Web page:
Joyce and Marshall each think the other is killed on September 11and must swallow their disappointment when the other arrives home. As their bitter divorce is further complicated by anthrax scares, suicide bombs, and foreign wars, they suffer, in ways unexpectedly personal and increasingly ludicrous, the many strange ravages of our time. In this astonishing black comedy, Kalfus suggests how our nations public calamities have encroached upon our most private illusions.
About the Author
Ken Kalfus is the author of two novels, "The Commissariat of Enlightenment" and "A Disorder Peculiar to the Country", which was a finalist for the 2006 National Book Award. He's also published two collections of stories, "Thirst" and "Pu-239 and Other Russian Fantasies", a finalist for the PEN/Faulkner Award. His books have been translated into more than ten foreign languages. He lives in Philadelphia.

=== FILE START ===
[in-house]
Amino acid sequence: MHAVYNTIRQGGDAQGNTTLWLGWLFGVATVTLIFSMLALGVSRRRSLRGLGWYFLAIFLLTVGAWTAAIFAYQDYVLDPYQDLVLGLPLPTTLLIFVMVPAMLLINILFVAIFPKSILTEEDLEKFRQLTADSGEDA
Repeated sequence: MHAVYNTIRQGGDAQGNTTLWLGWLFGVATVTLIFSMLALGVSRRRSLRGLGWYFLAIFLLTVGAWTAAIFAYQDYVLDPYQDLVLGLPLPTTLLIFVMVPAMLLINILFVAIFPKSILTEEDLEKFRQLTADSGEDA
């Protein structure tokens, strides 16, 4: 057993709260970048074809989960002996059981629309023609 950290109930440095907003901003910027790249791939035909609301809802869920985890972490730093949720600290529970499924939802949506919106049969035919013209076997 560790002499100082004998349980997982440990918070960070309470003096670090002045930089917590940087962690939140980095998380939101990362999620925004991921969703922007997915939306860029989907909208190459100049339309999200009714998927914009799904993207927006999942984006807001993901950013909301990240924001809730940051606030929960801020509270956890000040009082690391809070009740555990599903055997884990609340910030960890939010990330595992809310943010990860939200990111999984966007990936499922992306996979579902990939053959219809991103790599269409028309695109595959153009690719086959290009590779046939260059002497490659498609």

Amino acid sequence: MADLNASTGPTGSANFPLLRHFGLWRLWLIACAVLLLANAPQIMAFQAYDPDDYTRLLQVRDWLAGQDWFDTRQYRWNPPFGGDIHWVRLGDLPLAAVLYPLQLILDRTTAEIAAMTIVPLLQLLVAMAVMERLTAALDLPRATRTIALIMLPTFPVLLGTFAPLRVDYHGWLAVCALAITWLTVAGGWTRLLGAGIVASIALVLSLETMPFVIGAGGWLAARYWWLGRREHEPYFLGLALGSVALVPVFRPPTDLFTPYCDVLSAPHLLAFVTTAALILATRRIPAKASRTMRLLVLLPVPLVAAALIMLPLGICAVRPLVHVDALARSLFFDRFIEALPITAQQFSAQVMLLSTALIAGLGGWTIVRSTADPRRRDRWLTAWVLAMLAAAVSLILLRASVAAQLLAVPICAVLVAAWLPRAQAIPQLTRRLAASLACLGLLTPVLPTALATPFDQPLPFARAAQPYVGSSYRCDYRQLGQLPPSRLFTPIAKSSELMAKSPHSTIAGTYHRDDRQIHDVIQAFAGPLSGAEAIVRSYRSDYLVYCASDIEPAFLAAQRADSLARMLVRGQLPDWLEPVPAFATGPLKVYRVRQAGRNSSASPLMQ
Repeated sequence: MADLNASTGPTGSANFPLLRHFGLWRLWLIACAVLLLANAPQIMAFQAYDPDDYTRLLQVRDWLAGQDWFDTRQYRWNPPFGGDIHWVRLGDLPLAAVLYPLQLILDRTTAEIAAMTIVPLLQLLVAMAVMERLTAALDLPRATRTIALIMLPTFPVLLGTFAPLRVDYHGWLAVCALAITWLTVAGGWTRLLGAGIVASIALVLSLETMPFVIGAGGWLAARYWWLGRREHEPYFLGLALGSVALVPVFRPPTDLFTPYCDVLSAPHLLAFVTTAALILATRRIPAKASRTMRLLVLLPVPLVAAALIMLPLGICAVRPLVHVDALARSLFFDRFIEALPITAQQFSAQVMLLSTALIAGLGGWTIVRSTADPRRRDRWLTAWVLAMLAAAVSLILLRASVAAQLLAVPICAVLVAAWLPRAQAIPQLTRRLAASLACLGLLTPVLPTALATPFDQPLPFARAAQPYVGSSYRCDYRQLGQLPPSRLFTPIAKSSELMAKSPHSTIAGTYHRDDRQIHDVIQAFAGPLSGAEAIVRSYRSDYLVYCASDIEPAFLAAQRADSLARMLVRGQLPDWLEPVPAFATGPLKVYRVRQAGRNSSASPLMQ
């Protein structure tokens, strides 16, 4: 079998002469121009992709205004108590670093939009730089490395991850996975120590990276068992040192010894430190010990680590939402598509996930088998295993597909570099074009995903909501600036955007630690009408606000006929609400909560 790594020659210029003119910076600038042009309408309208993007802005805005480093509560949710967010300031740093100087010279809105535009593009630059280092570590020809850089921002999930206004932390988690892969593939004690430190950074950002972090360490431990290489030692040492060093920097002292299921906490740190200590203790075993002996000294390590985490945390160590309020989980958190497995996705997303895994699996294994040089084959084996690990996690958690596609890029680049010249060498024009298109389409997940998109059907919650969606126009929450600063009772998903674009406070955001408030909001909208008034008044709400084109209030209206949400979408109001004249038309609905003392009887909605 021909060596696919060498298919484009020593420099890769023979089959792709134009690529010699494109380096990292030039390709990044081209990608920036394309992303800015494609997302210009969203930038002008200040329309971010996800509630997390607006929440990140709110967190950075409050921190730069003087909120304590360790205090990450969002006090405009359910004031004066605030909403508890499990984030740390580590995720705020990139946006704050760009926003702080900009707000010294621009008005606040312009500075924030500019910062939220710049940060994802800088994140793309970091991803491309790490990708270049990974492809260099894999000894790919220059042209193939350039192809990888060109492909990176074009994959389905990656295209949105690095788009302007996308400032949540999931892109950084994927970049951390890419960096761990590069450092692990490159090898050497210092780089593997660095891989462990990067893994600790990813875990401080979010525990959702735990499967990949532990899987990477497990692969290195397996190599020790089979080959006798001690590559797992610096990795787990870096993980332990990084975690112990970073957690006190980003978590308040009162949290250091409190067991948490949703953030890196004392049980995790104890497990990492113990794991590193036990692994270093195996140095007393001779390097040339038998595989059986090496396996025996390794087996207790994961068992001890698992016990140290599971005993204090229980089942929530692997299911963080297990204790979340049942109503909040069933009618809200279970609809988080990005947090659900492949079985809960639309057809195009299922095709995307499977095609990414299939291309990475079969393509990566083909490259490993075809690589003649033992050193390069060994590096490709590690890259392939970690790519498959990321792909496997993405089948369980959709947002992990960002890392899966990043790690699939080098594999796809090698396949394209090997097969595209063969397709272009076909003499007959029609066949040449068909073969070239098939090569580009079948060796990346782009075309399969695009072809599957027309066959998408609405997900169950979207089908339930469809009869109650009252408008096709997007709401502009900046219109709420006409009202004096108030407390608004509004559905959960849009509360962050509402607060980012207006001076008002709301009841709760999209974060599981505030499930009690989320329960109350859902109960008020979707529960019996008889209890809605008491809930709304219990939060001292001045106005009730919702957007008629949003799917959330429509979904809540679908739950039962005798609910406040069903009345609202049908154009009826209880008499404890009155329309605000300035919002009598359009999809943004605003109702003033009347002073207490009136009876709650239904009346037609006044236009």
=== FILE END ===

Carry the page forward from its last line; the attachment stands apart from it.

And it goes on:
“An interesting departure from Kalfus’s Slavic-inflected earlier fiction. Astringent, accomplished black comedy.”
“Powerful. . . . Kalfus skewers the pieties surrounding 9/11.”
-The New Yorker
“Brilliant. . . . It’s an engaging and provocative enterprise, a novel that challenges accepted pieties and dislodges expectations.”
-The New York Times Book Review